Breaking Chains in Rome

Hundreds respond to the saving message of Jesus

Breaking Chains in Rome

Hundreds respond to the saving message of Jesus

Roberta ventured out on a rainy night in Rome at the invitation of a friend to hear some lively music and hoping to hear what evangelical Christians really believe. In her home country of Italy—where cultural Catholicism is deeply ingrained—the Name Gesù (Jesus) is well known even if the Biblical Gospel isn’t.

Roberta arrived at the Noi Festival with Franklin Graham feeling guilt over some past decisions, but she left the Palazzo dello Sport with that burden lifted. And through the saving power of Jesus Christ, so did hundreds of other people who had flocked to the arena Nov. 4-5.

The Gospel is translated to Italian as Franklin preaches. Photo: Thomas J. Petrino/©2023 BGEA

The historic Festival drew more than 18,000 people, with more than 1,000 of them making decisions to receive Christ as Savior.

“I’m a Catholic,” said Roberta, “but I came here tonight at the invitation of a friend to know what evangelical churches believe. During the prayer, I felt something inside me—the forgiveness of sins—and I decided to come down.”

Each night, the arena shook as thousands of Italians clapped and sang along with the likes of musical headliners Kari Jobe and Michael W. Smith, as well as the Tommy Coomes Band, Dennis Agajanian and Italian worship leaders Lidia Genta and her husband, Stefano Rigamonti. Both Jobe and Smith were brought to tears by the rousing participation of their Italian audiences.

And both nights, Franklin brought the same straightforward Gospel message that burned across the Roman world 2,000 years ago.

“When the first man and woman, Adam and Eve, disobeyed God, sin entered the world,” Franklin told the audience. “And it has infected the human race like a cancer of the soul. All of us were born into sin. And that’s why God sent His Son, Jesus Christ. The Bible says, ‘The wages of sin is death, but the gift of God is eternal life through Jesus Christ our Lord’” (Romans 6:23, KJV).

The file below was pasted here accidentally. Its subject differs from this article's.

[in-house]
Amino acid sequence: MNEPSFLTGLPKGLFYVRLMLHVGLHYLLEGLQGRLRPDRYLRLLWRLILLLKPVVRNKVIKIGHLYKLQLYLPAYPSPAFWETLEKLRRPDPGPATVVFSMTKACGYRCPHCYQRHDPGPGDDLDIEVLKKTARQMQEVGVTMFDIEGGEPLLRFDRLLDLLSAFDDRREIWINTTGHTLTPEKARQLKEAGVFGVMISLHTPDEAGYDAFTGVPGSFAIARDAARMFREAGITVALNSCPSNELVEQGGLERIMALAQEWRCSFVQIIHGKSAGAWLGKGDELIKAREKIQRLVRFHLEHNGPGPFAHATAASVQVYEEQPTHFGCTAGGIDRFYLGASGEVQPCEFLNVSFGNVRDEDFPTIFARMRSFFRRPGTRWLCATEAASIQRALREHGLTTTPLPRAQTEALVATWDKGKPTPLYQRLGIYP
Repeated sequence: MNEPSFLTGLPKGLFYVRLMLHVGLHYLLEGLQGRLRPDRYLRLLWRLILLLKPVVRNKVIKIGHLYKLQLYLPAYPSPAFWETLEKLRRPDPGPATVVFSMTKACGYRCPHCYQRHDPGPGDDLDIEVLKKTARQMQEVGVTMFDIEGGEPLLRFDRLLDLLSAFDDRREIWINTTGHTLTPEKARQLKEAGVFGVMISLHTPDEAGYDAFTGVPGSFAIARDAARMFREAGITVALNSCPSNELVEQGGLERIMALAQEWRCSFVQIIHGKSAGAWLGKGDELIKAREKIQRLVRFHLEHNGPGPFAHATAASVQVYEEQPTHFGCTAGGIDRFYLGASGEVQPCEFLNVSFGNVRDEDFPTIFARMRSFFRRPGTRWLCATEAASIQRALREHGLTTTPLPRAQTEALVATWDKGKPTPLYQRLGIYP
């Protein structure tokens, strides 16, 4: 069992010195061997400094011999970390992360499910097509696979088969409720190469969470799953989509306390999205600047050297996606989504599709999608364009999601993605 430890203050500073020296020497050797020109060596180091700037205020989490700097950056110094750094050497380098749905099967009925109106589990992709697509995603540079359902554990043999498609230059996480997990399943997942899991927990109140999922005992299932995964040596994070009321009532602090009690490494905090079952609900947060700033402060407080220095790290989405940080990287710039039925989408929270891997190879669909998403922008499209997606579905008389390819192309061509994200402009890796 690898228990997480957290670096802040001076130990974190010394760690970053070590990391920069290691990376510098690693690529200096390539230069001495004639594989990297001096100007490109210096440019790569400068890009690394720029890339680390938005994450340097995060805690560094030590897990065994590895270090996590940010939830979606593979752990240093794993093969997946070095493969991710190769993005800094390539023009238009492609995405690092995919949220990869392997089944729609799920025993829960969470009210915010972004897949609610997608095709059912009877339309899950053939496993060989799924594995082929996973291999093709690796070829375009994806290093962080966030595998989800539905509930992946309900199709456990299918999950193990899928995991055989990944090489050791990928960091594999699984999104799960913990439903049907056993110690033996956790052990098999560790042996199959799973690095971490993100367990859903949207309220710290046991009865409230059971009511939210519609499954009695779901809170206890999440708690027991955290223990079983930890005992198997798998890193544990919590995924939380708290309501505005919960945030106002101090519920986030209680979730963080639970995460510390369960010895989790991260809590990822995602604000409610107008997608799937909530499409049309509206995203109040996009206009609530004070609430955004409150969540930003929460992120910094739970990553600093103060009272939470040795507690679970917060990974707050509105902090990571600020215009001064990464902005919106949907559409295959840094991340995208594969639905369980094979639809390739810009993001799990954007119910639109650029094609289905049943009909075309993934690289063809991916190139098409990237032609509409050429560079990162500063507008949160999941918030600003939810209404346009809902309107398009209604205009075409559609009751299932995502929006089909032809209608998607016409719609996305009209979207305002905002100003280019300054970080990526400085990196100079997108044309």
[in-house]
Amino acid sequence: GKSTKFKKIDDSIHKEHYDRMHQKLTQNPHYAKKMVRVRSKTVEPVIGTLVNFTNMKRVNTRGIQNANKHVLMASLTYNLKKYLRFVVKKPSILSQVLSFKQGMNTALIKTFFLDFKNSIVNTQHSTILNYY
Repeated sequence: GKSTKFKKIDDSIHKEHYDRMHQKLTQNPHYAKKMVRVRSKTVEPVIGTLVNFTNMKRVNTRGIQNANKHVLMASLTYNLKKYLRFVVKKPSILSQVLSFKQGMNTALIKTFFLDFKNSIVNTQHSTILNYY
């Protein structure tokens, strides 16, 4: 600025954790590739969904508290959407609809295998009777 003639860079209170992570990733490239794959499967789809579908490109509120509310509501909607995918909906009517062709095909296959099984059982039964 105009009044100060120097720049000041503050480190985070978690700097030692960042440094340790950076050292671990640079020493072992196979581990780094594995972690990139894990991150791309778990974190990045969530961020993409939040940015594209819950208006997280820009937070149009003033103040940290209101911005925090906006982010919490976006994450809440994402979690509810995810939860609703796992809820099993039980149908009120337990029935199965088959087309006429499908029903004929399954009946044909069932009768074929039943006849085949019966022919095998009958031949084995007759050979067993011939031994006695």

One sinner Franklin talked about was a dishonest tax collector named Zacchaeus, who, as recounted in Luke 19, climbed a tree in Jericho in order to see Jesus above the crowd as He passed through. Like Zacchaeus, “All of us have sinned, all of us have fallen short of God’s glory,” Franklin said.

“Jesus was calling Zacchaeus, and He’s calling some of you tonight.”

The arena shook as thousands clapped and sang along. Photo: Thomas J. Petrino/©2023 BGEA

The Festival marked the first time a united evangelistic event has been held in Rome. Billy Graham had always wanted to preach the Gospel there, Franklin told BGEA staff the morning of Nov. 5, but he never had that opportunity.

More than 150 churches participated in months of praying and planning for the Noi Festival—an unprecedented show of unity among the small evangelical population in Italy—and more than 700 churches cooperated on some level to support the event. 

According to a 2023 poll by Paris-based Ipsos, Italy has seen a drop in religious identification from earlier studies, with 61% identifying as Roman Catholic (down from more than 80% two decades ago). Numerous studies conclude that Italian evangelicals number only between 1% and 2%.

“It can be really discouraging in Italy because you share the Gospel, and often people are not interested or don’t respond,” said Danny Pasquale, president of the Italian Evangelical Bible Institute in Rome. But he also sees evangelistic opportunity as people become disillusioned by self-seeking and pleasure.

Lidia Genta, an Italian vocalist who also teaches music to young people, told Decision that she sees “a deep rejection of religion in general and a search for personal autonomy. This is good in a way because you’re not blindly following some religion. But it’s definitely hard to follow the concept of denying yourself and following Christ. And so there’s a big need that they will know the Jesus who truly sets people free.”

Hundreds of people left their seats in response to the invitation on the closing night. Photo: Thomas J. Petrino/©2023 BGEA

On the closing night of the Festival, as hundreds of people left their seats in response to the invitation, two men stood and listened as Franklin emphasized the Gospel message he had just preached and how God, through faith in Christ, forgives past, present and future sins and promises an eternity with Him.

As Francesco and Alessandro stood there, eyes glistening with tears, Alessandro buried his face in his hands for a moment as if to hold back a flood of emotion.  

“Tonight I accepted Jesus as my Savior,” Alessandro said. “I am married, I have a wife, four children. I was not in my home for a very long time, but now my life is changed. Last week, I attended an evangelical church—and in a week, everything has changed.” 

Standing nearby, Francesco smiled broadly as he explained that he had other plans, but ultimately felt drawn to attend the Noi Festival after his mother, a Christian, encouraged him. Francesco invited Alessandro to come with him, and Alessandro brought his wife and children.

“We have seen a lot of things and now we feel lighter,” Francesco said. “We feel lighter now that we have accepted Jesus.  If I can say something, I want to invite you to believe in Jesus because it’s beautiful.” ©2023 BGEA

Photo: Thomas J. Petrino/©2023 BGEA

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